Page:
2.) Ministry of Space (Image, 2001)
In this alternate history yarn, England has running the space game for decades, and America is playing catch-up. But how did England received all its space program funding? That's the dark mystery at the heart of this book, and Chris Weston's pencils make this Dan Dare-inspired tale really pop.


1.) Global Frequency (Wildstorm, 2002)
What if there was a secret agency that thwarted manmade black holes and cyborgs...and agents had no idea who their colleagues were or when they'd be called upon to save the world? That's the conceit of Global Frequency, a 12-issue miniseries that was adapted for a TV pilot in 2005, garnered critical acclaim when it leaked onto torrent sites, and was shot down by the network post-leak. A new TV series was announced last year, but we haven't heard much since. Which is too bad, since we really we want to see issue #6's parkour chase through London on film.

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I love Warren Ellis. I have a ton of his comics, I bought Crooked Little Vein twice (hardback - which got destroyed, sadly - and paperback), Shivering Sands and Do Anything. The only reason I haven't shut down my old Hotmail account is for the archive of 1,365 Bad Signal emails dating back to February of '05. Giant, girly tears stream down my face each day his site goes without update.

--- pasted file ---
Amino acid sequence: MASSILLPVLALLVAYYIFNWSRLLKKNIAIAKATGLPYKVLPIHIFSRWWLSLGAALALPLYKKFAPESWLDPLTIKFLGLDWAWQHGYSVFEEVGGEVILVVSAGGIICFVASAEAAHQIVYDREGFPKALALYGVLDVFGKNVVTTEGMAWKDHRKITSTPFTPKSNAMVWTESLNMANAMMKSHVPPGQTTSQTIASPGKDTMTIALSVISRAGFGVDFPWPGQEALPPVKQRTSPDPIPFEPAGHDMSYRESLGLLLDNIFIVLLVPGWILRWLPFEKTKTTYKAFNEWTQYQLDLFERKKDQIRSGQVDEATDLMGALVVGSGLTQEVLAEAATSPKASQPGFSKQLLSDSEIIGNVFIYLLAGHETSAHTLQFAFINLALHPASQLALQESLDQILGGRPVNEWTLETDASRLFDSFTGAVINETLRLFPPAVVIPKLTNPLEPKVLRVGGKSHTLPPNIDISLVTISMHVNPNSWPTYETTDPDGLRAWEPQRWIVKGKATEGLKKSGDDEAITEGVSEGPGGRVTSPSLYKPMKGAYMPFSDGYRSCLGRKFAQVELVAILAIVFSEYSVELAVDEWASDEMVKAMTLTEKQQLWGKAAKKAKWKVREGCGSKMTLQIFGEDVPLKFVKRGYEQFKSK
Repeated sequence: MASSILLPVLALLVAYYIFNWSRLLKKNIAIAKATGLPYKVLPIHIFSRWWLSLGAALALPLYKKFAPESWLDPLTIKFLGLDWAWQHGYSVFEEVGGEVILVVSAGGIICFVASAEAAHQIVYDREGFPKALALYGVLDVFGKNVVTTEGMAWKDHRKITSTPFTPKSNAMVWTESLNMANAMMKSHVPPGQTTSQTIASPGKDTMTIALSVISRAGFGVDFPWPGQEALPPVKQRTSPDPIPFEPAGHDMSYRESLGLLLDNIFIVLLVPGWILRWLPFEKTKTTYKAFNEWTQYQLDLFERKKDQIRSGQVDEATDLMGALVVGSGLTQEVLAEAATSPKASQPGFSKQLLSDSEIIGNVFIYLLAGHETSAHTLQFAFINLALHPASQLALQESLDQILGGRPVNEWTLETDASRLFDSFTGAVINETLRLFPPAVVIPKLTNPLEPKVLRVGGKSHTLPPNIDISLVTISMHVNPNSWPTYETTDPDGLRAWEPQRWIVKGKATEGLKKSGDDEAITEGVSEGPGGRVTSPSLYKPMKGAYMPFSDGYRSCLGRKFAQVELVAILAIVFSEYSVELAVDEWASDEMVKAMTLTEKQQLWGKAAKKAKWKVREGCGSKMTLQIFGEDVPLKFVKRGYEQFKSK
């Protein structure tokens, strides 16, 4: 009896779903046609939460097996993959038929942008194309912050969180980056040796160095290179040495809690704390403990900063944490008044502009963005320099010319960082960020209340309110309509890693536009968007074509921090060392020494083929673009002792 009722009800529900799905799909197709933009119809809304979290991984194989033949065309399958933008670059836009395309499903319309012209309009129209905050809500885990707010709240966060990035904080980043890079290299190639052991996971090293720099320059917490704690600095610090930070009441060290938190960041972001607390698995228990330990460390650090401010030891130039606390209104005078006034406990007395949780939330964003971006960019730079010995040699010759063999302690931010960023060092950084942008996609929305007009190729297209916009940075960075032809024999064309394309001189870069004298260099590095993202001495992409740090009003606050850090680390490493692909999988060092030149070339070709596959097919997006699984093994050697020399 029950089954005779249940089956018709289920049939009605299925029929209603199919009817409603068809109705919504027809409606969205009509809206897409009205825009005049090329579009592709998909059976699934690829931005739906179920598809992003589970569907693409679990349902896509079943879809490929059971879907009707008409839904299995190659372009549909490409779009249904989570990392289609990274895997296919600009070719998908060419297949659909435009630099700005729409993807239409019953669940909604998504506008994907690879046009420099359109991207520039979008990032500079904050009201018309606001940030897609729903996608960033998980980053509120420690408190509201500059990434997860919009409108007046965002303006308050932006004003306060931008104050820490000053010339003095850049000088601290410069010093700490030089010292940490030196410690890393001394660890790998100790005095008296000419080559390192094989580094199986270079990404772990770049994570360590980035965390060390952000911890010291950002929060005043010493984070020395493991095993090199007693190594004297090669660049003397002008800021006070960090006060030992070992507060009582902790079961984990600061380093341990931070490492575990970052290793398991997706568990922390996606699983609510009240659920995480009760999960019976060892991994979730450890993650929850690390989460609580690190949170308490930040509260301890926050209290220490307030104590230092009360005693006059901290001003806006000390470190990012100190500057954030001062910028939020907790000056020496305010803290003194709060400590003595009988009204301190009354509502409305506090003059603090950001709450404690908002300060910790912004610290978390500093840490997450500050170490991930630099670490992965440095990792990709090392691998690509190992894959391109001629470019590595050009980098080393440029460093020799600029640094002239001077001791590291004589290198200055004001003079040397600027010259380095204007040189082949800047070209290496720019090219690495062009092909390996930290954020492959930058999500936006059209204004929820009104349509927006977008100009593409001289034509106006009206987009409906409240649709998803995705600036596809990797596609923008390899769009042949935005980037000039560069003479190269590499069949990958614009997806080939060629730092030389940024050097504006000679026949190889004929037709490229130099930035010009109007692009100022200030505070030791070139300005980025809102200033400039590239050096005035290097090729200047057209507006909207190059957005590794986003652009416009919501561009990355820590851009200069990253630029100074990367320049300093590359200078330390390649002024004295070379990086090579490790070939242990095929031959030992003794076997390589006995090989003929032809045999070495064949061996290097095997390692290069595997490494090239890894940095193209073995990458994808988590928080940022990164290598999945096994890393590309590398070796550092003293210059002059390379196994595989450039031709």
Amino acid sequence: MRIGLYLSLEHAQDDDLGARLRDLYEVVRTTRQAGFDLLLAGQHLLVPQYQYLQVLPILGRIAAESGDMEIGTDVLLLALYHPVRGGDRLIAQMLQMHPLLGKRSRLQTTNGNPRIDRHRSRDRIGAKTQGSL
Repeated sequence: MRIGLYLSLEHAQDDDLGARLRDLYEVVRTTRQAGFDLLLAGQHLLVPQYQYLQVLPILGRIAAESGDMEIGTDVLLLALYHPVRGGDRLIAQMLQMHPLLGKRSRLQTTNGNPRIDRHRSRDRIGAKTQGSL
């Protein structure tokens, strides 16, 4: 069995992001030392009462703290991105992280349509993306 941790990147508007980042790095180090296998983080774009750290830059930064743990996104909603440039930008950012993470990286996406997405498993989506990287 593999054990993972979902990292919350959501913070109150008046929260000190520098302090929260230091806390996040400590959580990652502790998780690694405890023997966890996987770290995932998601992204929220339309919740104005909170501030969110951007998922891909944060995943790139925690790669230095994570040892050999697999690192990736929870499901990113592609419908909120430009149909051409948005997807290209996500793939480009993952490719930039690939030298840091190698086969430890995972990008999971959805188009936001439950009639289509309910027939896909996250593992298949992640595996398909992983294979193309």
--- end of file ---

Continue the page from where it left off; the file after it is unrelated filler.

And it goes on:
But I do have a problem. He has... I'd call it a literary tic. And I can't really stand it. I call it CSI Syndrome. Basically, there will be one character at any gives time in the story who holds the pertinent information on the given situation and will dole it out in monologue like an elementary school teacher. It happened a bunch in Planetary. Each encounter in Crooked Little Vein had one. Hell, Global Frequency was completely built on it.

Tell me I'm not alone. Tell me you've seen it, too.

I'm not saying I don't like the message. I love the ideas behind the monologues - they read a lot like his blog posts - imagine that - which are often about new, emergent technology, culture or ideas, but it's the delivery that gets me. It just seems at times like he's really, really excited about something awesome and wants to share it with all of us, but he can only get it to us in the comic.

Seriously, that is my one complaint. If he were to drop the comics entirely and just throw his brain into the blog 100%, I'd still be happy. The man is a genius.